In what could prove a significant step in terms of transparency and responsiveness over environmental monitoring in China, officials in Beijing have announced that they will allow members of the public to visit the city’s pollution monitoring center.
The move comes as frustration has grown over what has seemed to locals to be a discrepancy between the official air pollution readings and the reality on the ground.
At present, Beijing’s environmental bureau releases data on pollutants with a diameter greater than 10 micrometers. However, this decision has come in for heavy criticism from environmentalists who argue that the more dangerous smaller particles (less than 2.5 micrometers) aren’t included in the daily publicly released readings.Enjoying this article? Click here to subscribe for full access. Just $5 a month.
The problems for city officials have been compounded by the fact that the U.S. Embassy releases regular updates on air quality in Beijing that include the smaller particles, updates that often significantly differ from the city’s official readings. On October 9, for example, the U.S. Embassy stated that its reading was “beyond index,” meaning that pollution exceeded any rating on the scale. The reading, according to one air quality expert, is something that couldn’t occur in the United States unless you were “downwind from a forest fire.”
The same day, Beijing city officials described the city’s air as “slightly polluted.”
"The air pollution in Beijing is so terrible right now there are days when I feel I can't breathe,” says Xueqin Jiang, a high school teacher in Beijing and contributor to The Diplomat. “I usually try to escape Beijing for a few days during the month, or otherwise I feel I'll become overwhelmed by the air pollution, the noise pollution, the traffic congestion, the cold weather."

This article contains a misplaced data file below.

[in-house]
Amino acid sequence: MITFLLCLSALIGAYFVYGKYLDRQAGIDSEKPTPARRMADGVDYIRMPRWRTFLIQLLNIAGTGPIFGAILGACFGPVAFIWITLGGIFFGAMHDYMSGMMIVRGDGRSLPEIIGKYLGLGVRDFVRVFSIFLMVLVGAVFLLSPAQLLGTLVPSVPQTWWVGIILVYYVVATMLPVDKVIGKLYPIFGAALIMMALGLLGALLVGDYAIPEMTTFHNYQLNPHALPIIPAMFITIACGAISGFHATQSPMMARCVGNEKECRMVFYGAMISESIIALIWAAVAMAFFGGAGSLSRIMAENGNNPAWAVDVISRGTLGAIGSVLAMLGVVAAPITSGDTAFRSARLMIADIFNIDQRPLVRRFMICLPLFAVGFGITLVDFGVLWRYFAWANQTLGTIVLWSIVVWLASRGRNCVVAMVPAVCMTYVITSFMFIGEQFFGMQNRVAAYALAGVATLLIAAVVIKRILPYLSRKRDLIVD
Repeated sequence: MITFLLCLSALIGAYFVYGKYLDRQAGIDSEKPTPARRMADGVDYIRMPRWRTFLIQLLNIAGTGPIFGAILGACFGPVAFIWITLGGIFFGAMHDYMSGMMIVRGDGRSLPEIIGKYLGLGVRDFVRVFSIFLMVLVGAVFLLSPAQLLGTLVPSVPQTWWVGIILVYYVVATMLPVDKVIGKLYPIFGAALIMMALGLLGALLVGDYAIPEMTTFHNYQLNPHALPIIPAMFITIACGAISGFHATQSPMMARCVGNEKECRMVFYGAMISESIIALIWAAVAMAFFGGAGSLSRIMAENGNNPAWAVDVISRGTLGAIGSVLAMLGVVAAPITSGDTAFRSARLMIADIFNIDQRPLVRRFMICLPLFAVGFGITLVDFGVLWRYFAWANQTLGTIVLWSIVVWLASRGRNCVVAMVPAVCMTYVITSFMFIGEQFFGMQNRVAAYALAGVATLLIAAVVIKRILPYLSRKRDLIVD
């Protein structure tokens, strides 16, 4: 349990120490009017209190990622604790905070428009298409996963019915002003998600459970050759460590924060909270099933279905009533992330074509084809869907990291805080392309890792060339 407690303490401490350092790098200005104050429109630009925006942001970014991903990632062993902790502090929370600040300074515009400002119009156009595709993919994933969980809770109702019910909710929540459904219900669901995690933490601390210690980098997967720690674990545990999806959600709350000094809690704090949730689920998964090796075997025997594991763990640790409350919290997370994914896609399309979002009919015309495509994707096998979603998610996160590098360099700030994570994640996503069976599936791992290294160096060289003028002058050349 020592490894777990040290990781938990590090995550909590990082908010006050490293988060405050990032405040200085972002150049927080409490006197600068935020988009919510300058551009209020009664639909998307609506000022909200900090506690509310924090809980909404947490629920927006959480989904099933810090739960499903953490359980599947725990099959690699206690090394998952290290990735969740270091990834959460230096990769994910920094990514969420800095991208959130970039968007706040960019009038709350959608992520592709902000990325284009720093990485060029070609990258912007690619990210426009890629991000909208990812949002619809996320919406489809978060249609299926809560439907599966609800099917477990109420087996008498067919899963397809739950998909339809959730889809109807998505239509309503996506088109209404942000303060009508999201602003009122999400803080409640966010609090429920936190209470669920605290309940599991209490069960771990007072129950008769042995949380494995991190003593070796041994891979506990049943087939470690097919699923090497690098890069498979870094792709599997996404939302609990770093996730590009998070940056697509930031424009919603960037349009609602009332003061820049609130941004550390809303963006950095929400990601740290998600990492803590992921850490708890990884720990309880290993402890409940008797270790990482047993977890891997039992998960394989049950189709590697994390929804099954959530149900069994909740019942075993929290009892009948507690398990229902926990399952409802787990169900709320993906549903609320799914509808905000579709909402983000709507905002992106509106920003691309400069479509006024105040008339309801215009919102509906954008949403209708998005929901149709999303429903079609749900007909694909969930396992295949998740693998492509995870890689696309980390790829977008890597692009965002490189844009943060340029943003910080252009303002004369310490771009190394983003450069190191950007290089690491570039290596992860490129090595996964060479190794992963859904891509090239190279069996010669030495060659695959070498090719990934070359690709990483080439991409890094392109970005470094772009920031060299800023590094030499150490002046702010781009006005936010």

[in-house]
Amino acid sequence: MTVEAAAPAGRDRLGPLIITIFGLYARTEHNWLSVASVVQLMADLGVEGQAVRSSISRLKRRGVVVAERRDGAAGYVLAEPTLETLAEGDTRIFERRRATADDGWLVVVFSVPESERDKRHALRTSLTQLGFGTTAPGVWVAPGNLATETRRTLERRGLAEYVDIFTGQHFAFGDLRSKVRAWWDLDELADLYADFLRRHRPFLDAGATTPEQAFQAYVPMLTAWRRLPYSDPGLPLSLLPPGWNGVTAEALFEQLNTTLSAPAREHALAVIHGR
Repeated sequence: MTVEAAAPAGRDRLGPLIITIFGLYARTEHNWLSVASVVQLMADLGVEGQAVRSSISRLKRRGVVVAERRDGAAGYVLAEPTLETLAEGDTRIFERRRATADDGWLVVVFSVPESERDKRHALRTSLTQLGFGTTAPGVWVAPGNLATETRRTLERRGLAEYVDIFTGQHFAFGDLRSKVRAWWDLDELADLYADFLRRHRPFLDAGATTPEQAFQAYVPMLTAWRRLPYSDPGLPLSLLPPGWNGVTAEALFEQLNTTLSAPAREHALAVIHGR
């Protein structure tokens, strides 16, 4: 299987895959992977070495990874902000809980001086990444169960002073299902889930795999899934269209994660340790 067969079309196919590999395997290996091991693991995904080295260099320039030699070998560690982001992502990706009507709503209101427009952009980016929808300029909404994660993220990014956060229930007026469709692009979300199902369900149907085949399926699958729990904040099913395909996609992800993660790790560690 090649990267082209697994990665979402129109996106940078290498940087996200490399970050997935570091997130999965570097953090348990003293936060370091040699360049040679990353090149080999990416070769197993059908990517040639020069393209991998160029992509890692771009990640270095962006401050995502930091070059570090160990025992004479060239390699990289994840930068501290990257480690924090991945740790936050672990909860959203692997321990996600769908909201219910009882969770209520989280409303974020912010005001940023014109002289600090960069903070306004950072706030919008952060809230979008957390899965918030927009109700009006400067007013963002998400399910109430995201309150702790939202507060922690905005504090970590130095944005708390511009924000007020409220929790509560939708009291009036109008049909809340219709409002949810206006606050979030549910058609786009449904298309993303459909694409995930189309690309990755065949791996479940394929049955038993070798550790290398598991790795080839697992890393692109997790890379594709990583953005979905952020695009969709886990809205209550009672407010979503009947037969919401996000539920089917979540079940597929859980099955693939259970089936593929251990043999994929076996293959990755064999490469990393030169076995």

Frustrated by the discrepancies in the official and U.S. readings, celebrity property developer Pan Shiyi launched an online poll on his microblog asking if the city should adopt the U.S. standard for measuring pollution. Pan’s blog has 7 million followers and within days tens of thousands of people had registered their votes, with the vast majority – more than 95 percent – so far calling for the stricter readings to be adopted.
The environmental bureau has responded by allowing 40 people to tour the monitoring once a week, a move that is significant less for its practical usefulness as for the fact that it shows city officials are willing to respond positively to public unrest.
The move also marks the first time that the local government has opened the doors of watchdog to individual guests since it was opened in 1974.
“We want the public to see how we work and further convince the public of the sincerity of our efforts and improve our environmental awareness,” said Wang Xiaoming, spokesman for the bureau, according to China Daily.
According to the paper, “guests on the tours will be taken around the center to see how workers there collect, analyze and release air-quality data. The bureau said they are invited to ask experts questions during the tour.”
The city also held out the prospect that it could eventually adopt the U.S. standard for measuring pollution.
“According to Wei Qiang, an engineer at the monitoring center, 27 monitoring stations have been established throughout the city to collect data about nitric oxide, sulfur dioxide, carbon monoxide, PM 10 (particles less than 10 micrometers in diameter) and other pollutants. Workers in the center's central equipment room later analyze those data and arrange to have them released to the public,” China Daily reported.
“We have also established monitoring stations that analyze the city's pollutant intensity for PM 2.5 and PM 1,” Wei is quoted as saying. “The data will be released in the future, when the city adopts a PM 2.5 standard.”